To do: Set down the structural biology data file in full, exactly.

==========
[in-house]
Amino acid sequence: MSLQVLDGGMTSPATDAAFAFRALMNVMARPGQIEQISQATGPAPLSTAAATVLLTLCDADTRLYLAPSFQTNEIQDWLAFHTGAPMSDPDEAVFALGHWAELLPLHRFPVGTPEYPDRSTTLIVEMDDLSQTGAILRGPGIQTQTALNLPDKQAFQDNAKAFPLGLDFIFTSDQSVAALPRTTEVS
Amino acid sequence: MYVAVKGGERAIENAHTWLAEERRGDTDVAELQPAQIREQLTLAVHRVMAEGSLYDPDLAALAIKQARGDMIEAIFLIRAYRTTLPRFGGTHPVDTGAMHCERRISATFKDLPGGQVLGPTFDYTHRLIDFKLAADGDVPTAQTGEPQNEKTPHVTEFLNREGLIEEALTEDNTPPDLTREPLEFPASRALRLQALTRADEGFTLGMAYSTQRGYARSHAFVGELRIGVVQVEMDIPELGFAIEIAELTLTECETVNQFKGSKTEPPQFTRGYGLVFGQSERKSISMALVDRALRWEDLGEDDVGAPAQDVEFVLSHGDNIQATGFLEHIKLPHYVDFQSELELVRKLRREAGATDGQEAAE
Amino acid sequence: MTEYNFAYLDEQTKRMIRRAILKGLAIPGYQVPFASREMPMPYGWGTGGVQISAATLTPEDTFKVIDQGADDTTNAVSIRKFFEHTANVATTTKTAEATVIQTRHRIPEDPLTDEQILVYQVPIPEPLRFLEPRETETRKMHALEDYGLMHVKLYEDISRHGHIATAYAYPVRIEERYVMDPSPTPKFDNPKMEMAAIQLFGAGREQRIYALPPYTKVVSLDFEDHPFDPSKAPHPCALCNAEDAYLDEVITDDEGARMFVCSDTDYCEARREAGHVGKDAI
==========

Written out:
[in-house]
Amino acid sequence: MSLQVLDGGMTSPATDAAFAFRALMNVMARPGQIEQISQATGPAPLSTAAATVLLTLCDADTRLYLAPSFQTNEIQDWLAFHTGAPMSDPDEAVFALGHWAELLPLHRFPVGTPEYPDRSTTLIVEMDDLSQTGAILRGPGIQTQTALNLPDKQAFQDNAKAFPLGLDFIFTSDQSVAALPRTTEVS
Amino acid sequence: MYVAVKGGERAIENAHTWLAEERRGDTDVAELQPAQIREQLTLAVHRVMAEGSLYDPDLAALAIKQARGDMIEAIFLIRAYRTTLPRFGGTHPVDTGAMHCERRISATFKDLPGGQVLGPTFDYTHRLIDFKLAADGDVPTAQTGEPQNEKTPHVTEFLNREGLIEEALTEDNTPPDLTREPLEFPASRALRLQALTRADEGFTLGMAYSTQRGYARSHAFVGELRIGVVQVEMDIPELGFAIEIAELTLTECETVNQFKGSKTEPPQFTRGYGLVFGQSERKSISMALVDRALRWEDLGEDDVGAPAQDVEFVLSHGDNIQATGFLEHIKLPHYVDFQSELELVRKLRREAGATDGQEAAE
Amino acid sequence: MTEYNFAYLDEQTKRMIRRAILKGLAIPGYQVPFASREMPMPYGWGTGGVQISAATLTPEDTFKVIDQGADDTTNAVSIRKFFEHTANVATTTKTAEATVIQTRHRIPEDPLTDEQILVYQVPIPEPLRFLEPRETETRKMHALEDYGLMHVKLYEDISRHGHIATAYAYPVRIEERYVMDPSPTPKFDNPKMEMAAIQLFGAGREQRIYALPPYTKVVSLDFEDHPFDPSKAPHPCALCNAEDAYLDEVITDDEGARMFVCSDTDYCEARREAGHVGKDAI